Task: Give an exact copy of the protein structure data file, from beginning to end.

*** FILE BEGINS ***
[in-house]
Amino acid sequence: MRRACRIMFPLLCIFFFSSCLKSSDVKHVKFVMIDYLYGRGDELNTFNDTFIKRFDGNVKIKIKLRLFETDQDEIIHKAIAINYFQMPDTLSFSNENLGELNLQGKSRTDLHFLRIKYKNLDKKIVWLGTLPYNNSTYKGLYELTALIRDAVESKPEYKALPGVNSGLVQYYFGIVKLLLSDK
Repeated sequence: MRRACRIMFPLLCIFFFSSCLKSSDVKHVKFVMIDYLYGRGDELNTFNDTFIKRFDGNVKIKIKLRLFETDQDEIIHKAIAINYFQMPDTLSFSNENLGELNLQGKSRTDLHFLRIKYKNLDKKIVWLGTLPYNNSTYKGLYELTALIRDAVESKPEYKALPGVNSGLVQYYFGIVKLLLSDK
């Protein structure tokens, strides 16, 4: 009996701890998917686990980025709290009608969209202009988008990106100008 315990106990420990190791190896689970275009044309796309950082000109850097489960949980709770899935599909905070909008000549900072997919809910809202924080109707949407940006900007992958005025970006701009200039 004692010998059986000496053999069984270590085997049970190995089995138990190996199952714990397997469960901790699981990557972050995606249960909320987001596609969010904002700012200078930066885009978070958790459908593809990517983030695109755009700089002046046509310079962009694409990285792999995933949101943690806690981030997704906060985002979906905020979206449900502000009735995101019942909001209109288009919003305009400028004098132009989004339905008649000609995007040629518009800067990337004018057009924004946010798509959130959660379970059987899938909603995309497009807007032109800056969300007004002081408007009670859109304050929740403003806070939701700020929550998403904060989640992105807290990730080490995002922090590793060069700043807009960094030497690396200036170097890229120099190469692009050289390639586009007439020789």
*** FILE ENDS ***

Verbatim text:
[in-house]
Amino acid sequence: MRRACRIMFPLLCIFFFSSCLKSSDVKHVKFVMIDYLYGRGDELNTFNDTFIKRFDGNVKIKIKLRLFETDQDEIIHKAIAINYFQMPDTLSFSNENLGELNLQGKSRTDLHFLRIKYKNLDKKIVWLGTLPYNNSTYKGLYELTALIRDAVESKPEYKALPGVNSGLVQYYFGIVKLLLSDK
Repeated sequence: MRRACRIMFPLLCIFFFSSCLKSSDVKHVKFVMIDYLYGRGDELNTFNDTFIKRFDGNVKIKIKLRLFETDQDEIIHKAIAINYFQMPDTLSFSNENLGELNLQGKSRTDLHFLRIKYKNLDKKIVWLGTLPYNNSTYKGLYELTALIRDAVESKPEYKALPGVNSGLVQYYFGIVKLLLSDK
């Protein structure tokens, strides 16, 4: 009996701890998917686990980025709290009608969209202009988008990106100008 315990106990420990190791190896689970275009044309796309950082000109850097489960949980709770899935599909905070909008000549900072997919809910809202924080109707949407940006900007992958005025970006701009200039 004692010998059986000496053999069984270590085997049970190995089995138990190996199952714990397997469960901790699981990557972050995606249960909320987001596609969010904002700012200078930066885009978070958790459908593809990517983030695109755009700089002046046509310079962009694409990285792999995933949101943690806690981030997704906060985002979906905020979206449900502000009735995101019942909001209109288009919003305009400028004098132009989004339905008649000609995007040629518009800067990337004018057009924004946010798509959130959660379970059987899938909603995309497009807007032109800056969300007004002081408007009670859109304050929740403003806070939701700020929550998403904060989640992105807290990730080490995002922090590793060069700043807009960094030497690396200036170097890229120099190469692009050289390639586009007439020789």